But we’re not professional investors, we’re just engineers who were convinced that there must be a simple yet effective way to pick up on and follow trends in uncorrelated asset classes. We don’t hope or expect to be right every time, but we do hope and expect this strategy to do a decent job at minimizing losses to improve the effect of compounding gains.
In this post, I will lay out the framework of a simple, intuitive and profitable strategy that has worked well over the last 150 years. I will provide all the data used so that you can perform your own analysis. I’ll also provide tools you can use to implement this, or a similar strategy, on your own for free. No proprietary software necessary, no expensive financial advisor required – just you, some logic, and systematic rules-based investing (no emotion!).
Thousands of years ago one of your ancient ancestors was enjoying the spoils of a recent hunting trip when suddenly a saber toothed tiger jumped out of the bush. Your cave man relative had a choice, fight off the tiger or drop the food and run. They ran….and they ran fast. The human brain is an amazing thing, it has evolved over the eons to help us survive. Most of those eons involved surviving physical threats where flight over fight was often the smart choice.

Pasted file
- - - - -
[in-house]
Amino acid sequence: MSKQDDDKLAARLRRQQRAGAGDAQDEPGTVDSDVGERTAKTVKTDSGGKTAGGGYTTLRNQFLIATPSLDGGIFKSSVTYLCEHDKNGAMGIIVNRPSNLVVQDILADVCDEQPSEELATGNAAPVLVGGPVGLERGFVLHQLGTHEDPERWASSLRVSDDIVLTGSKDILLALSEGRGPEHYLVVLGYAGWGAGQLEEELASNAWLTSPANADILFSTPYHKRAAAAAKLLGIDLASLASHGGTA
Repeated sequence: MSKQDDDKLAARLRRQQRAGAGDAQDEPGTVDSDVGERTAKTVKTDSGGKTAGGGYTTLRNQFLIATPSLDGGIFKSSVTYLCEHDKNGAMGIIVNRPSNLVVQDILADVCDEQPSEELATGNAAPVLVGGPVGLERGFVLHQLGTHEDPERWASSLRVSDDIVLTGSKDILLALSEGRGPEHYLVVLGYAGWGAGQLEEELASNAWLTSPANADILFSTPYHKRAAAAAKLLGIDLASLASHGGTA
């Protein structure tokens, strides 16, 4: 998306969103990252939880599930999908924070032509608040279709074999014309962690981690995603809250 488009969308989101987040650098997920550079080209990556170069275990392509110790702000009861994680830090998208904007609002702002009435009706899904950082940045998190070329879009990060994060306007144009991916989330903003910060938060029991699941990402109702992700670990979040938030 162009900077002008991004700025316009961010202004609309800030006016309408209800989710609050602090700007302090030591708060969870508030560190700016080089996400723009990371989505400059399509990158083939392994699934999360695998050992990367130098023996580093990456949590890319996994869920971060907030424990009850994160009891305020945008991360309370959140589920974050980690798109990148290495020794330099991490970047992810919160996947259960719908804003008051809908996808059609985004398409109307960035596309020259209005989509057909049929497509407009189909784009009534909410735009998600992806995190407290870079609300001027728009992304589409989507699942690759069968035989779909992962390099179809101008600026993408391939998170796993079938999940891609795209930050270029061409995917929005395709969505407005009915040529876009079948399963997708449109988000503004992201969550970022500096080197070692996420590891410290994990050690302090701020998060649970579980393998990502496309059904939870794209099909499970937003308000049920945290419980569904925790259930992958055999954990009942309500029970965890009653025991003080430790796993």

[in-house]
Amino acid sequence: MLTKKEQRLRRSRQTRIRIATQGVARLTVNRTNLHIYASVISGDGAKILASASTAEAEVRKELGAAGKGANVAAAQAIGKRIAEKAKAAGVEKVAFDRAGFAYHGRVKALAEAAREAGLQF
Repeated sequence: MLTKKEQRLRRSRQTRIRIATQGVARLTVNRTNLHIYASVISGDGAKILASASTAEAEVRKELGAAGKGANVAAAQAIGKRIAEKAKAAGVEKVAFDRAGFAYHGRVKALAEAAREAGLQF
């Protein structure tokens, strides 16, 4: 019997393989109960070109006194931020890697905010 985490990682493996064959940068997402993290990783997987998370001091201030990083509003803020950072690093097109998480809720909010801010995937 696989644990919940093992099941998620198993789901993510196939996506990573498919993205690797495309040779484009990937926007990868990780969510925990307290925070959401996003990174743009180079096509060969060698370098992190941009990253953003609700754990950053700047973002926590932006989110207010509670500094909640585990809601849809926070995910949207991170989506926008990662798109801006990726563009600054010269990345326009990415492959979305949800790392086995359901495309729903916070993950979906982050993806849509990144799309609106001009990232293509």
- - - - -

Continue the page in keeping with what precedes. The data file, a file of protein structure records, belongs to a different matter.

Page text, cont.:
The financial “threats” we face in the 21st century are diametrically opposed to the physical threats of ancient times. Stock market crashes, unlike hungry saber toothed tigers, often present opportunities as opposed to imminent death. My very simple example here downplays the complex neurobiology of the human brain that drives us to make poor financial decisions, but the end result is the same: humans are hardwired to be poor investors.
After my post on ex-US stock asset classes, I started to wonder if there are particular specific countries that have attractive stock market.